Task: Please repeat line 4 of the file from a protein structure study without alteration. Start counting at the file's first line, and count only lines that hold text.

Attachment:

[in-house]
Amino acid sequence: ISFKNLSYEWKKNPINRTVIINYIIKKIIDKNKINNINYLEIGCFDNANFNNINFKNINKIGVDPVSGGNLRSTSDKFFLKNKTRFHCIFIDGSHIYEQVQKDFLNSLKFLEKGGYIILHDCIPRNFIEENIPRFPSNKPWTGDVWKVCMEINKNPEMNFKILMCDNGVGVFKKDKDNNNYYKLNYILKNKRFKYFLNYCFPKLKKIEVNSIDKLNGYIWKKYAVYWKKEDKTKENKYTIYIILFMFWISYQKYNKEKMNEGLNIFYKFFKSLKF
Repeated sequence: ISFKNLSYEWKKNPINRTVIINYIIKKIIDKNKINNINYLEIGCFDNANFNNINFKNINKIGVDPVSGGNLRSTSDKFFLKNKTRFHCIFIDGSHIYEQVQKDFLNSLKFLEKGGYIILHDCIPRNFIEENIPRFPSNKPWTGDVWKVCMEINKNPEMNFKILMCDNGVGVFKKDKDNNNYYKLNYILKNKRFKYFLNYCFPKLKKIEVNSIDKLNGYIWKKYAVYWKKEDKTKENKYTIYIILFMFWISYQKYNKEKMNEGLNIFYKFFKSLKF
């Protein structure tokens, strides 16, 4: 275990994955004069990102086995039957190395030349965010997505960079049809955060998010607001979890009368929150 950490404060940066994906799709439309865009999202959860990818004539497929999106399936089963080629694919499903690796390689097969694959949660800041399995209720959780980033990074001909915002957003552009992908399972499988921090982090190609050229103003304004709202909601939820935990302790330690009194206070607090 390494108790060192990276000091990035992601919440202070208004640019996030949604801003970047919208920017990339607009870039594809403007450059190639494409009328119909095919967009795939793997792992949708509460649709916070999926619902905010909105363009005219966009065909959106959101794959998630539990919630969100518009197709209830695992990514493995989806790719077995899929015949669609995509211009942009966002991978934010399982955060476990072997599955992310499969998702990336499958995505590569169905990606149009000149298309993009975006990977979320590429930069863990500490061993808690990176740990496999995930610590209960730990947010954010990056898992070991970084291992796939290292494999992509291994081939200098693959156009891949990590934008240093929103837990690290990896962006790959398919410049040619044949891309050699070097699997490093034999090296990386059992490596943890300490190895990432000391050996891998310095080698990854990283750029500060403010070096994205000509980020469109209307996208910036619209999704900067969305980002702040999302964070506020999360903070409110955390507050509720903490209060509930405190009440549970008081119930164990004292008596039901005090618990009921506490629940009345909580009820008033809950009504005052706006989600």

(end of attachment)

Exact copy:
């Protein structure tokens, strides 16, 4: 275990994955004069990102086995039957190395030349965010997505960079049809955060998010607001979890009368929150 950490404060940066994906799709439309865009999202959860990818004539497929999106399936089963080629694919499903690796390689097969694959949660800041399995209720959780980033990074001909915002957003552009992908399972499988921090982090190609050229103003304004709202909601939820935990302790330690009194206070607090 390494108790060192990276000091990035992601919440202070208004640019996030949604801003970047919208920017990339607009870039594809403007450059190639494409009328119909095919967009795939793997792992949708509460649709916070999926619902905010909105363009005219966009065909959106959101794959998630539990919630969100518009197709209830695992990514493995989806790719077995899929015949669609995509211009942009966002991978934010399982955060476990072997599955992310499969998702990336499958995505590569169905990606149009000149298309993009975006990977979320590429930069863990500490061993808690990176740990496999995930610590209960730990947010954010990056898992070991970084291992796939290292494999992509291994081939200098693959156009891949990590934008240093929103837990690290990896962006790959398919410049040619044949891309050699070097699997490093034999090296990386059992490596943890300490190895990432000391050996891998310095080698990854990283750029500060403010070096994205000509980020469109209307996208910036619209999704900067969305980002702040999302964070506020999360903070409110955390507050509720903490209060509930405190009440549970008081119930164990004292008596039901005090618990009921506490629940009345909580009820008033809950009504005052706006989600």